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Odd LCA with no markings at Moffett Federal Airfield: I need help for ident

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posted on Sep, 13 2007 @ 10:36 PM
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Okay, I usually keep a camera in my car but the batteries were dead.

Today taking off from Moffett Field in Mountain View, California was an aircraft I could NOT ident. Im pretty good with comericial aircraft but this one was a bit baffling.

The aircraft was a wide body

Mostly white and did not appear to be a cargo aircraft (An-124's are known to appear at Moffett from time to time) also all its windows were in place. Most cargo conversions plug the windows. No markings except for small numbering which were too far to make out and a small flag by the base of the tail which also was too small to make out.

The tail of the aircraft was high mounted and canted back similar to the VC-10 aircraft AND had the 4 engine arrangement on the tail like the VC-10

The tail also did resemble the Il-62 which sported 4 rear engines and a canted tail but lacked the pod of the Ilyshin a/c.

I am familiar with the VC-10 and the wing appeared more foreward in the fuselage than on that aircraft. Also Im under the impression that all of the VC-10's are used by the RAF (soon to be replaced) and are NOT painted white nor do they sport a white paint scheme or winglets.

The last two items: the plane was equipped with Whitcomb winglets and since I am in the flight path for both SFO and San Jose depending on weather conditions I am familiar with the sounds of stage II and stage III aircraft. This aircraft was really loud. Far more so than a stage II or stage III. It climbed out using the main runway which is west to east and appeared to get intot he approach pattern for SFO.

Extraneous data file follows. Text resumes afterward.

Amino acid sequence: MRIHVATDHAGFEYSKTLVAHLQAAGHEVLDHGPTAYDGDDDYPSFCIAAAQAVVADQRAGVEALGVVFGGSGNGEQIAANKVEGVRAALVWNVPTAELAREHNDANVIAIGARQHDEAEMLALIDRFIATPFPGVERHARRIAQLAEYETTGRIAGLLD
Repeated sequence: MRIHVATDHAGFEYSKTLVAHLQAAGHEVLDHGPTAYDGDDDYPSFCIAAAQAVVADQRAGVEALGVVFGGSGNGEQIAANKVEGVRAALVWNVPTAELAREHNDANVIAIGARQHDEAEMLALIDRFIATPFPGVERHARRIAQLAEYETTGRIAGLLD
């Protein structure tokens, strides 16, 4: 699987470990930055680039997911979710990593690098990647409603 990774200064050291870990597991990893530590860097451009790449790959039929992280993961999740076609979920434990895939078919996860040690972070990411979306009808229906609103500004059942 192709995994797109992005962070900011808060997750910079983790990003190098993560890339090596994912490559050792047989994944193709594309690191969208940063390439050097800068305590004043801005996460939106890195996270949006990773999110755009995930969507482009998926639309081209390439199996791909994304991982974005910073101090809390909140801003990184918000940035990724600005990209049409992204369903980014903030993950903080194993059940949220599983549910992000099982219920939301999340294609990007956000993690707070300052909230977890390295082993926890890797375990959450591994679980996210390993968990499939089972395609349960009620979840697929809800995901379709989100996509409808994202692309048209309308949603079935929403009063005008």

CIA rendition flight crossed my mind but why fly from an airport that a major highway runs parallel to the runway and tarmac and why use such a large and old aircraft (although the winglets suggest an upgrade)?

Any ideas?
It was really quite odd.




posted on Sep, 14 2007 @ 01:02 AM
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FredT,

The only aircraft built with the four engined configuartion that you describe are...

The VC10, Il-62, Lockheed Jetstar and the prototype of the North American/Rockwell Sabreliner. (Anyone who can think of another, please dive in)

The VC10 and the Il-62 both have bullet fairings (what I assume you mean by 'pod') at the junction of the T-Tail and the fin, the Il-62 being larger.

Both the Jetstar and the Sabreliner prototype had the tailplane mounted mid fin rather than as a T atop the fin and I don't think the Sabreliner prototype still exists. at least not in a four engined configuration.

With regard to your other comments.....

Wide body..... if I disregard the number of engines, I can think of two aircraft that, because of fuselage diameter vs wingspan tend to look wide-bodied - The BAC 111 (with a quite small bullet fairing) and the Canadair/Bombardier Challenger (especially Challenger 601 and 604), however, as well as an error in identifying the number of engines, this would also be an error of scale. The stepped engine cowlings/nacelles on the Challenger 601 / 604 might, I guess, cause a mis-identification of the number of engines, as might the irregular shape of a hush-kitted Spey on a BAC-111. However, the relative diameter of the turbofan nacelles to the fuselage diameter on the Challenger tend to make it look smaller overall rather than larger.

Winglets.... unfortunately, from the point of identification, any number of different aircraft, both business and commercial are thus fitted or have been fitted after market including HS.125s, B727s, etc.